Claudia Broome is a noted motivational speaker, author, and coach who shares the incredibly uplifting, heartwarming and motivational story about her beloved dog Rugby Jones, who lost the use of his hind legs in a terrible accident.

Claudia decided to write Rugby’s adventures from his own point of view and with children of all ages in mind, especially those who struggle with any “different-ness” that can set them apart from others.

Using Rugby as an example, Claudia teaches children the value of accepting and respecting diversity and offering kindness to everyone. She gives encouragement to everyone who must live with and overcome the pain of any adversity.

Rugby and his wheelchair Zoomie could just as easily be any person in a wheelchair, any person who suffers from obesity, any person who is mentally challenged or any person with a life-threatening illness whose world is his bed.
His Can Do attitude goes far beyond what the adult world calls disability. For Rugby, it is all about ability, the ability to live every day fully regardless of his particular circumstance.

The books and this site are written in Rugby Jones’ lovably-cocky young voice.

He lives with a “can do” attitude and because of that he has become an example of the fact that life is what each of us makes it. Rugby Jones offers a convincing message to everyone who reads, listens or watches him make his way through the ups and downs of life. That message is based on acceptance, respect, kindness, belief, courage and a positive attitude. Rugby’s heartwarming and humorous narrative is filled with hope and understanding as he shares his earnest lessons on life.

Guess what? Rugby just might be your hero if you give him the chance.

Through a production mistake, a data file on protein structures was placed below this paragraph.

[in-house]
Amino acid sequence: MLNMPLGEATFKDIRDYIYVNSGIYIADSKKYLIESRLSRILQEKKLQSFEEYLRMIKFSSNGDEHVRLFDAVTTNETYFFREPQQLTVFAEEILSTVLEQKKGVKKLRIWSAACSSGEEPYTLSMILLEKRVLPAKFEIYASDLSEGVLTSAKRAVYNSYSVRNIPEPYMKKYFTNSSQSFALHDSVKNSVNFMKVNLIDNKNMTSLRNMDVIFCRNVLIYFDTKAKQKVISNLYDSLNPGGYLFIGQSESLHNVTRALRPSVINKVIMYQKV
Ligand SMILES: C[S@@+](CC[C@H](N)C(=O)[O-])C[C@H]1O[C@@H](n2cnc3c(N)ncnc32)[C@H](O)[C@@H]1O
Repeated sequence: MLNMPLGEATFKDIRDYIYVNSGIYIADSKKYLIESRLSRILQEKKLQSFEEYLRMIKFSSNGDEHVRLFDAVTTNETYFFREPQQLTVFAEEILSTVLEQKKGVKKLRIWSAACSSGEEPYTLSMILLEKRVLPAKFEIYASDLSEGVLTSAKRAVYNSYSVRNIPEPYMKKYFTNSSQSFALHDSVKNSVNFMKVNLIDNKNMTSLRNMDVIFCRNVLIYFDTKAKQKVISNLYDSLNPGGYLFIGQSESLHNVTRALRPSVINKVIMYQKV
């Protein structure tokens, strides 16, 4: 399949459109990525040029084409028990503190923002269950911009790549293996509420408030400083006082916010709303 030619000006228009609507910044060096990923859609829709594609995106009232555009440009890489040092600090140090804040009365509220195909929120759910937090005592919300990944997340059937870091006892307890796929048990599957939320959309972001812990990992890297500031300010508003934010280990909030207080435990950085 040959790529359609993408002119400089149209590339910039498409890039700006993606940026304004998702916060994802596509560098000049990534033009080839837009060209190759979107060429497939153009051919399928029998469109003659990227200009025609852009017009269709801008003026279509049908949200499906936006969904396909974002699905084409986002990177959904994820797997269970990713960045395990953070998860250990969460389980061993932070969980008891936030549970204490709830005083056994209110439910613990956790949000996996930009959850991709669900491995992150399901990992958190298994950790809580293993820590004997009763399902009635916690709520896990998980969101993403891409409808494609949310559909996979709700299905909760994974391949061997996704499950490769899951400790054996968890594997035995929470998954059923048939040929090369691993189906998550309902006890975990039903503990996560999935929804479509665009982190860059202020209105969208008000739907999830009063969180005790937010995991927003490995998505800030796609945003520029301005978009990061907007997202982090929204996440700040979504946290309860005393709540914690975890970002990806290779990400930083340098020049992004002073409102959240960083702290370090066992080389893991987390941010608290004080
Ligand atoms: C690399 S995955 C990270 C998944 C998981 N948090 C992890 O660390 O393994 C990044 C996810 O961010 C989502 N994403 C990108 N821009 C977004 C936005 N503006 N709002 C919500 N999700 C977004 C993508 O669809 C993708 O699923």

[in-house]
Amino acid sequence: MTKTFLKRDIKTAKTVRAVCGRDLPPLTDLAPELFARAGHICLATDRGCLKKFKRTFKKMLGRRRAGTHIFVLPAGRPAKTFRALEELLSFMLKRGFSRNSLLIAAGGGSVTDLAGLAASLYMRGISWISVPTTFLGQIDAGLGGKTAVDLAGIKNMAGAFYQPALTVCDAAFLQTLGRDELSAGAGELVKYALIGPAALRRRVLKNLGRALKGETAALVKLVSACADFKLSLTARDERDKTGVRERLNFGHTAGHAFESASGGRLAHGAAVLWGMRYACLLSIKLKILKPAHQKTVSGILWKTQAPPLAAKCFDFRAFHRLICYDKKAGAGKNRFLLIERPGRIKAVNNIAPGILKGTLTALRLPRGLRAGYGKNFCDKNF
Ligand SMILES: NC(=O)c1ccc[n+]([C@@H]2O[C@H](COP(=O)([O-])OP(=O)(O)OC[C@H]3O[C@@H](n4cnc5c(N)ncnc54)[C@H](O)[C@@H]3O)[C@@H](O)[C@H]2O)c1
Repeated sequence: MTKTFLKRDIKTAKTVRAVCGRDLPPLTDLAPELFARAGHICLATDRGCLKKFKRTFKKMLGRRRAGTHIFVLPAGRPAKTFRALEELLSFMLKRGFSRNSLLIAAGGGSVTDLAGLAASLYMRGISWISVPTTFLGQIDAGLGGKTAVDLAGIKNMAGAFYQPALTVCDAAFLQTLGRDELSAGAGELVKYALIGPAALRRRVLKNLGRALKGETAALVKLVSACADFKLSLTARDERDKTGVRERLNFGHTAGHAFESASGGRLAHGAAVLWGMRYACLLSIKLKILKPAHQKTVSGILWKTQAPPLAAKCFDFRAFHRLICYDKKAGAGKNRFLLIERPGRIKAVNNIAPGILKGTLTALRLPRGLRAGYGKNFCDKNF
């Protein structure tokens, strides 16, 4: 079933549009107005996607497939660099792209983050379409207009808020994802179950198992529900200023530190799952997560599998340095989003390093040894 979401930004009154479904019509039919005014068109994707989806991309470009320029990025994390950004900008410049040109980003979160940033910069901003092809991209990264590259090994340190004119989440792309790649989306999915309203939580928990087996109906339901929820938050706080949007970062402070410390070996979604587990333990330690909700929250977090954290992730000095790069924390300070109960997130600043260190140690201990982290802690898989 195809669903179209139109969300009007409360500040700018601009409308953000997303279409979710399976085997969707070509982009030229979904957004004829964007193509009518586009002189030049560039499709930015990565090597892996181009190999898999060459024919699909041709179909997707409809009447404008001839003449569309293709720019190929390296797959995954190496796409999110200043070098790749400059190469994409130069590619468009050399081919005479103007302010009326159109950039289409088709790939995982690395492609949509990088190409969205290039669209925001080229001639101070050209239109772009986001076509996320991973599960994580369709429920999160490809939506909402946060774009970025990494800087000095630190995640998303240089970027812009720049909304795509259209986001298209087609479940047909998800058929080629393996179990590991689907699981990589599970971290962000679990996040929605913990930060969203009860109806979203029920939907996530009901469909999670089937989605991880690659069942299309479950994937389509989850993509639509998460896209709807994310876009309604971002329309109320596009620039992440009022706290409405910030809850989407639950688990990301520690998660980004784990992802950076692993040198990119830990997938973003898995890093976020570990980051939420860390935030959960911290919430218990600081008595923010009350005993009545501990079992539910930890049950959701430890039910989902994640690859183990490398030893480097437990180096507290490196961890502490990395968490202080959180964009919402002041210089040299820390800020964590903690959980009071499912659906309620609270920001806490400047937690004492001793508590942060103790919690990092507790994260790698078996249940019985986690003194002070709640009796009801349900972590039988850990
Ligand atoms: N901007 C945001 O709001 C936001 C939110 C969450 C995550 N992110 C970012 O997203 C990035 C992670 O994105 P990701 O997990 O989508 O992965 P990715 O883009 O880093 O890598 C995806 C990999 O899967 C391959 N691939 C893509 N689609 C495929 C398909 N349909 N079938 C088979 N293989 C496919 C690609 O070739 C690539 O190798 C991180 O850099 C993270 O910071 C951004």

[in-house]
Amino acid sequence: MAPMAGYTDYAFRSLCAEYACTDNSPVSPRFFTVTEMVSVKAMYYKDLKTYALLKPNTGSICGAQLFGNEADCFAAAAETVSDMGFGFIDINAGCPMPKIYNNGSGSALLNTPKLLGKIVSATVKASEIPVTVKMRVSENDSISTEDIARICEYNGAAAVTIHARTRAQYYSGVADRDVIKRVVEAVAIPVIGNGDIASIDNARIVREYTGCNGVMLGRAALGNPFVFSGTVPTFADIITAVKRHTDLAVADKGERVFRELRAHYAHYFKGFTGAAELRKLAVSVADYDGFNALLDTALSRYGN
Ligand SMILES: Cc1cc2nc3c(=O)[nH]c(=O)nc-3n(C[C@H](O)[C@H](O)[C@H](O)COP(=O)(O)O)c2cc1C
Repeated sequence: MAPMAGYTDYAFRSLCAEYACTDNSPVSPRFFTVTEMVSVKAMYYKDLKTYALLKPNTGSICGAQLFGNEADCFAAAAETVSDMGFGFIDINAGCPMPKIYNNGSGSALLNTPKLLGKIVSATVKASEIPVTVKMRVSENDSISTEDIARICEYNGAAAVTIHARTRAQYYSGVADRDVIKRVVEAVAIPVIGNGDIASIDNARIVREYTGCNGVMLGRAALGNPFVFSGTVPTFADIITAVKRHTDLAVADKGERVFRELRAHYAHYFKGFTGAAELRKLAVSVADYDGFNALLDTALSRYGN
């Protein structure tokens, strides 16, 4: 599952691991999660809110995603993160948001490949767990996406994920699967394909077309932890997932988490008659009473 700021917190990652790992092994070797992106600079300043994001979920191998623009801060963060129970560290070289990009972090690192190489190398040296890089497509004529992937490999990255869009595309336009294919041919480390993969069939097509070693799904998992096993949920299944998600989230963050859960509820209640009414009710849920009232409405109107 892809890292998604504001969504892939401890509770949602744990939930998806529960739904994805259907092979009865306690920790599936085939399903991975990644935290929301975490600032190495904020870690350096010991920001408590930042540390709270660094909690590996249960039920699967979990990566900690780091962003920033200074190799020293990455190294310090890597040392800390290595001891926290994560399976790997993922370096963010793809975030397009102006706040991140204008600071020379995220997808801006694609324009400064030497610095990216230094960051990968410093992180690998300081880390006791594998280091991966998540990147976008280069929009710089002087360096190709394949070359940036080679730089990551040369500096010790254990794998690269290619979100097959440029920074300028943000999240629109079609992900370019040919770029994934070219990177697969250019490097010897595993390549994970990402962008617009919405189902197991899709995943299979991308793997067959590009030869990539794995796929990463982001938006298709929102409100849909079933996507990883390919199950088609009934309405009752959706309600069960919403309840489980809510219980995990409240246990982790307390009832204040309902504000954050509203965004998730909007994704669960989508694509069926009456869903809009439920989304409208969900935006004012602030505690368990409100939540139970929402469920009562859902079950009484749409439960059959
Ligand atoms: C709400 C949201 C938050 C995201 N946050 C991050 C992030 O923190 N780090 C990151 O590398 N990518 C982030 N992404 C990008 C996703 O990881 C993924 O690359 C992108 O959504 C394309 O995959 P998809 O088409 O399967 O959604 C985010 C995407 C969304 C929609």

Through her speeches, workshops and coaching, Claudia Broome, is on a mission to spread kindness, acceptance and understanding and ultimately help to stamp out bullying. Her speeches couple the importance of love and support from families with lessons that teach how to identify and remove the power from bullies.

Says Broome, “The hundreds of parents and kids who have connected with me via www.rugbyjones.com regarding their own experiences have provided me with the expertise to see what works and what doesn’t when it comes to bullying.”

Claudia is well received by all who hear her message because she knows the facts and entertains her audiences.  She offers positive ways that children and adults can transform the atmosphere in a school into a climate that cultivates compassion and kindness.

To schedule Claudia to speak to you or your group, and for rates, please email request to claudia@rugbyjones.com and place ***Speaking*** on the subject line.

Believe It! Achieve it!

believe it“Believe it and you will achieve it,” says one parent. “Don’t try because you may fail,” says another. Still another says, “You can’t do that.” And another says, “You are different and you won’t be able to succeed.” Yet another says, “You have a handicap but you can accomplish anything if you believe you can!”

What kind of parent are you? Time for some soul searching here!

Are you the kind of parent who compliments your child for anything and everything? If you are, you are not helping your child because he or she doesn’t believe you or your false compliments.

Maybe you are the kind of parent who tells your child that he or she “can’t” when the child tries? If you are that kind of parent, your child will assume that he or she shouldn’t be confident.

Are you the kind of parent who is honest with your child? Because you believe in your child’s abilities and you help your child learn how to accomplish goals through work, perseverance and discipline. An example of this kind of parenting is Stash Serafin’s mother and how she helped her blind child succeed.

Believe It! Achieve it!